Mary Evans, Lawson Oyekan, Emeka Ogboh, Adolphus Opara & Ben Osaghae: The Tie that Binds Us

12 December 2011 - 21 January 2012

Tiwani Contemporary’s first exhibition, The Tie that Binds Us, features the work of five artists: Mary Evans, Lawson Oyekan, Emeka Ogboh, Adolphus Opara and Ben Osaghae. Although this group of artists share a common heritage, each reveals a distinct artistic practice. Using a variety of media including paper, painting, photography, sound and video art, their works engage poignantly with diverse social and cultural issues. The themes raised in these works include: questions of history; memory as it manifests across both time and geographical boundaries; and ideas that foreground, on the one hand, nature as a source of healing, and on the other, the environment as a victim of man's destructiveness.

A recurrent theme in Lawson Oyekan's work is the physical drama of the complexity of nature. His monumental ceramic and sculptural installations - mostly in clay but occasionally in stone - are most often a result of his encounters and experiences with a particular space. His imposing compositions celebrate the energy and power of nature to inspire contemplation, renewal and transformation, whilst also reflecting his concerns about its destruction as a result of human interference.

Adolphus Opara's training as a photojournalist has seen him focussing on the human stories he encounters on his travels throughout Nigeria and West Africa. Moving between journalism and documentary, his attention has most recently focussed on an environmental calamity that the government prefers to ignore. Shrinking Shorelines evokes what has been and could remain: a paradisiacal place where nature can be enjoyed in its original state - the palm-tree-lined, white-sands edge of the Atlantic Ocean. Instead, once again, the destruction perpetuated by man has seen the devastation of a once pristine oceanfront.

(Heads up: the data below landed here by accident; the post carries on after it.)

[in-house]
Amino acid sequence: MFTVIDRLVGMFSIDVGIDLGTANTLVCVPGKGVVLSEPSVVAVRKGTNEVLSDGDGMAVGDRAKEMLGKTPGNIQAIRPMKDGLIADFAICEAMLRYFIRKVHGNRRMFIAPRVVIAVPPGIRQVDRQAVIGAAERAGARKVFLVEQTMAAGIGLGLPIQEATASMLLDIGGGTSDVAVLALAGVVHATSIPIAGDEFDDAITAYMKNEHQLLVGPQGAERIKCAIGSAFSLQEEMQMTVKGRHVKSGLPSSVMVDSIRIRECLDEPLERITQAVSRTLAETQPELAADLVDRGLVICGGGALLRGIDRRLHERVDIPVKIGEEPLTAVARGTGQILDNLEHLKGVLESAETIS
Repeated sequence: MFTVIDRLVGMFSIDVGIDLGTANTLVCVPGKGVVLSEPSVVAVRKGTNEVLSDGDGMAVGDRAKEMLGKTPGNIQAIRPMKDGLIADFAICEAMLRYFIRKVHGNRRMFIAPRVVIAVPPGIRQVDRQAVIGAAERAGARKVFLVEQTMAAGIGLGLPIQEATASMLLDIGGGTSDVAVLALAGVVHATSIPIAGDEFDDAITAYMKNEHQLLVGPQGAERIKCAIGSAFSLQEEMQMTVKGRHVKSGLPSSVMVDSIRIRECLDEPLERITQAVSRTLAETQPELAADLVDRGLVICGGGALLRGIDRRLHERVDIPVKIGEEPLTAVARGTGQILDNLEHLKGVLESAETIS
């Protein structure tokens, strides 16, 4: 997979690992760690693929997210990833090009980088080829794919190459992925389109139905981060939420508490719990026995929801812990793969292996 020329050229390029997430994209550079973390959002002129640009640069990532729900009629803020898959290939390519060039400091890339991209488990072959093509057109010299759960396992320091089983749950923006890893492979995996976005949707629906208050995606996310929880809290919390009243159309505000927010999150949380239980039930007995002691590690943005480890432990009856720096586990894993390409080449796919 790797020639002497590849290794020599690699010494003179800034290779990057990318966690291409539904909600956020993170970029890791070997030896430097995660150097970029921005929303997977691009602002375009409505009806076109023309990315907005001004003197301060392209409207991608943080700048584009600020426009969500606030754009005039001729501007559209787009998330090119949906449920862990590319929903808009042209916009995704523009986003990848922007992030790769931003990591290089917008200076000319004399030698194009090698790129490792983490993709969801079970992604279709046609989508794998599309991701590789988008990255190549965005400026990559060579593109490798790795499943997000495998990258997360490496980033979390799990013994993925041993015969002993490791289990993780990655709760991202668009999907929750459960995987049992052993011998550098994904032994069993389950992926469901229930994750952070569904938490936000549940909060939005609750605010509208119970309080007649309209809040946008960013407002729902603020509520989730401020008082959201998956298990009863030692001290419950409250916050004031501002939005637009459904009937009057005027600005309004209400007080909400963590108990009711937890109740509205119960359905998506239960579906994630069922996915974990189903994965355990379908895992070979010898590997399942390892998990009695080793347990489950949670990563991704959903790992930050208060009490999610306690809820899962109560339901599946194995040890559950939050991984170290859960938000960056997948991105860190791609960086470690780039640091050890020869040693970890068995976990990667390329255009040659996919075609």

Emeka Ogboh works principally with sound but also with video art. Over the past five years, he has been working on the ongoing project Lagos Soundscapes, a collection of audio works that capture the metropolitan pulse of the megacity that is Lagos. In Interludes (2010) he explores the significance of fifty years of Nigerian independence by using archival recordings of the 1960 independence celebrations to examine the promises of the past, now characterised by the deferred dreams and realities of the present.

Mary Evans' patterns, signs, symbols and pictograms are borrowed from popular culture and used to articulate her interest in the social, political and historical frameworks of diaspora, migration, global mobility and exchange. Working in a variety of materials including paper, rubber, paint, print and digital, superimposed on different surfaces (paper, flooring, walls, glass), she makes site-specific installations that go beyond the decorative to highlight her interest in the discourse on notions of 'fine art', 'craft', 'decoration' and 'ornament'.

Ben Osaghae is a social chronicler whose paintings and drawings depict his daily reality as well as that of those around him. A skilled draughtsman and a discerning colourist, an unmistakable characteristic of his compositional arrangement is the presence of floating figures, superimposed on the expansive flat surface of the canvas. On first impression, his paintings may seem to present mundane, everyday moments (Black Out, as an example), but on closer inspection, they reveal his views on social issues, such as the incessant electricity outages that have stagnated the development of Nigeria since Independence.